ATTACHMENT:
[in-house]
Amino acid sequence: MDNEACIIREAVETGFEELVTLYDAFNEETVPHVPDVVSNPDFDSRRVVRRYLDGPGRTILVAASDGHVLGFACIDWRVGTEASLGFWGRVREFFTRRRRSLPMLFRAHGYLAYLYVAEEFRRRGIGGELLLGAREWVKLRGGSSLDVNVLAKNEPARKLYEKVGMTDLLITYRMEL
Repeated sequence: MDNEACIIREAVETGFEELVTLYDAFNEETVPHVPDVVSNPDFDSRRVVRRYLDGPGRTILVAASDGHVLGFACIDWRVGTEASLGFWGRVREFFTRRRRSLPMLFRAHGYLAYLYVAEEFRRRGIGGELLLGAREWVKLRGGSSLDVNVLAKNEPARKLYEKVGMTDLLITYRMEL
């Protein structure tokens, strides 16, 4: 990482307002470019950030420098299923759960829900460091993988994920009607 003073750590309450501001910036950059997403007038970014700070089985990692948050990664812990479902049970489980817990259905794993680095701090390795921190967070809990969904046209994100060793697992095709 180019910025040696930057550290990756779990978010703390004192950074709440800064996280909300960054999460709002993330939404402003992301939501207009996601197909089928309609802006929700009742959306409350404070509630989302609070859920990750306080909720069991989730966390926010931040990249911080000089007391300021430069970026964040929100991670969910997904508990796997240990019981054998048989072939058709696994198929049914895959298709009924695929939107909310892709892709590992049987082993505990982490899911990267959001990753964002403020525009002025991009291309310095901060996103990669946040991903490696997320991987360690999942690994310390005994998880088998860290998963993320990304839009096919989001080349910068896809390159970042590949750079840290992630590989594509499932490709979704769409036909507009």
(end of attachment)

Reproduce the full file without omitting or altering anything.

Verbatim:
[in-house]
Amino acid sequence: MDNEACIIREAVETGFEELVTLYDAFNEETVPHVPDVVSNPDFDSRRVVRRYLDGPGRTILVAASDGHVLGFACIDWRVGTEASLGFWGRVREFFTRRRRSLPMLFRAHGYLAYLYVAEEFRRRGIGGELLLGAREWVKLRGGSSLDVNVLAKNEPARKLYEKVGMTDLLITYRMEL
Repeated sequence: MDNEACIIREAVETGFEELVTLYDAFNEETVPHVPDVVSNPDFDSRRVVRRYLDGPGRTILVAASDGHVLGFACIDWRVGTEASLGFWGRVREFFTRRRRSLPMLFRAHGYLAYLYVAEEFRRRGIGGELLLGAREWVKLRGGSSLDVNVLAKNEPARKLYEKVGMTDLLITYRMEL
């Protein structure tokens, strides 16, 4: 990482307002470019950030420098299923759960829900460091993988994920009607 003073750590309450501001910036950059997403007038970014700070089985990692948050990664812990479902049970489980817990259905794993680095701090390795921190967070809990969904046209994100060793697992095709 180019910025040696930057550290990756779990978010703390004192950074709440800064996280909300960054999460709002993330939404402003992301939501207009996601197909089928309609802006929700009742959306409350404070509630989302609070859920990750306080909720069991989730966390926010931040990249911080000089007391300021430069970026964040929100991670969910997904508990796997240990019981054998048989072939058709696994198929049914895959298709009924695929939107909310892709892709590992049987082993505990982490899911990267959001990753964002403020525009002025991009291309310095901060996103990669946040991903490696997320991987360690999942690994310390005994998880088998860290998963993320990304839009096919989001080349910068896809390159970042590949750079840290992630590989594509499932490709979704769409036909507009």